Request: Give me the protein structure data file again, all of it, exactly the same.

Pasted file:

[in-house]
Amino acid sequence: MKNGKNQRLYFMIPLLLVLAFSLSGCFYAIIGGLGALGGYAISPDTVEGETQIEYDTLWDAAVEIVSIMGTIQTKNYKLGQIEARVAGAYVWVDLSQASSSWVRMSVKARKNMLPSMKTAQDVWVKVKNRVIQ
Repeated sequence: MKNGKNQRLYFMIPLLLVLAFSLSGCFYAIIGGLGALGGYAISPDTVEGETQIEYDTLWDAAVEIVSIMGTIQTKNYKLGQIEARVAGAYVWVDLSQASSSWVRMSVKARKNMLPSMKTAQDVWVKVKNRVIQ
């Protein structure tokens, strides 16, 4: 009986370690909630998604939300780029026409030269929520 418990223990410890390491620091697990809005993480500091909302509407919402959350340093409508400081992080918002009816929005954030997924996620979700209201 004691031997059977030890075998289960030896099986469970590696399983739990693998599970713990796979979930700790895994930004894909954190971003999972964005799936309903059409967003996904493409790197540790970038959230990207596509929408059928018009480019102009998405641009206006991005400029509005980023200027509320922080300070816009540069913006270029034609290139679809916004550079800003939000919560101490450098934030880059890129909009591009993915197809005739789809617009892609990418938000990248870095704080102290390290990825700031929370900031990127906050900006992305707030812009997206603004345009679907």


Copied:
[in-house]
Amino acid sequence: MKNGKNQRLYFMIPLLLVLAFSLSGCFYAIIGGLGALGGYAISPDTVEGETQIEYDTLWDAAVEIVSIMGTIQTKNYKLGQIEARVAGAYVWVDLSQASSSWVRMSVKARKNMLPSMKTAQDVWVKVKNRVIQ
Repeated sequence: MKNGKNQRLYFMIPLLLVLAFSLSGCFYAIIGGLGALGGYAISPDTVEGETQIEYDTLWDAAVEIVSIMGTIQTKNYKLGQIEARVAGAYVWVDLSQASSSWVRMSVKARKNMLPSMKTAQDVWVKVKNRVIQ
């Protein structure tokens, strides 16, 4: 009986370690909630998604939300780029026409030269929520 418990223990410890390491620091697990809005993480500091909302509407919402959350340093409508400081992080918002009816929005954030997924996620979700209201 004691031997059977030890075998289960030896099986469970590696399983739990693998599970713990796979979930700790895994930004894909954190971003999972964005799936309903059409967003996904493409790197540790970038959230990207596509929408059928018009480019102009998405641009206006991005400029509005980023200027509320922080300070816009540069913006270029034609290139679809916004550079800003939000919560101490450098934030880059890129909009591009993915197809005739789809617009892609990418938000990248870095704080102290390290990825700031929370900031990127906050900006992305707030812009997206603004345009679907």